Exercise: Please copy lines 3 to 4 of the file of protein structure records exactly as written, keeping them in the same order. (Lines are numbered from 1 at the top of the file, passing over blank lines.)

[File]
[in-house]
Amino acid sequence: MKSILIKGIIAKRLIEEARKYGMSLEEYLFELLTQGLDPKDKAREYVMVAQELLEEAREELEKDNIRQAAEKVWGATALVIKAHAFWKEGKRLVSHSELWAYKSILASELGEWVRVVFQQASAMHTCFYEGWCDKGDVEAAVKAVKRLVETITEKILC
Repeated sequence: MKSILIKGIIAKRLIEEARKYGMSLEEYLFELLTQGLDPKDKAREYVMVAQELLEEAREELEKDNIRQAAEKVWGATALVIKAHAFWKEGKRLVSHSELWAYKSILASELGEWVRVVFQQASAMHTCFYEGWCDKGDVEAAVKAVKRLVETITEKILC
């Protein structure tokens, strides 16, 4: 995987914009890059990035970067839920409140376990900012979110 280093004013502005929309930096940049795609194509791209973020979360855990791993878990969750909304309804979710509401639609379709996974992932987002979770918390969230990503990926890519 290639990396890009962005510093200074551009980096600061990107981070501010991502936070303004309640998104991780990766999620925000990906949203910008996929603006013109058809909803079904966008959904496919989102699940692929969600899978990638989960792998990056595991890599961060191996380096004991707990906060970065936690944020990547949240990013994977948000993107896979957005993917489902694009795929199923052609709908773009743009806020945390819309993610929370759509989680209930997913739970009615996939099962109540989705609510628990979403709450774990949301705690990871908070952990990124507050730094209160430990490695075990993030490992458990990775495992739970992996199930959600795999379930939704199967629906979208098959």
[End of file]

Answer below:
Repeated sequence: MKSILIKGIIAKRLIEEARKYGMSLEEYLFELLTQGLDPKDKAREYVMVAQELLEEAREELEKDNIRQAAEKVWGATALVIKAHAFWKEGKRLVSHSELWAYKSILASELGEWVRVVFQQASAMHTCFYEGWCDKGDVEAAVKAVKRLVETITEKILC
């Protein structure tokens, strides 16, 4: 995987914009890059990035970067839920409140376990900012979110 280093004013502005929309930096940049795609194509791209973020979360855990791993878990969750909304309804979710509401639609379709996974992932987002979770918390969230990503990926890519 290639990396890009962005510093200074551009980096600061990107981070501010991502936070303004309640998104991780990766999620925000990906949203910008996929603006013109058809909803079904966008959904496919989102699940692929969600899978990638989960792998990056595991890599961060191996380096004991707990906060970065936690944020990547949240990013994977948000993107896979957005993917489902694009795929199923052609709908773009743009806020945390819309993610929370759509989680209930997913739970009615996939099962109540989705609510628990979403709450774990949301705690990871908070952990990124507050730094209160430990490695075990993030490992458990990775495992739970992996199930959600795999379930939704199967629906979208098959």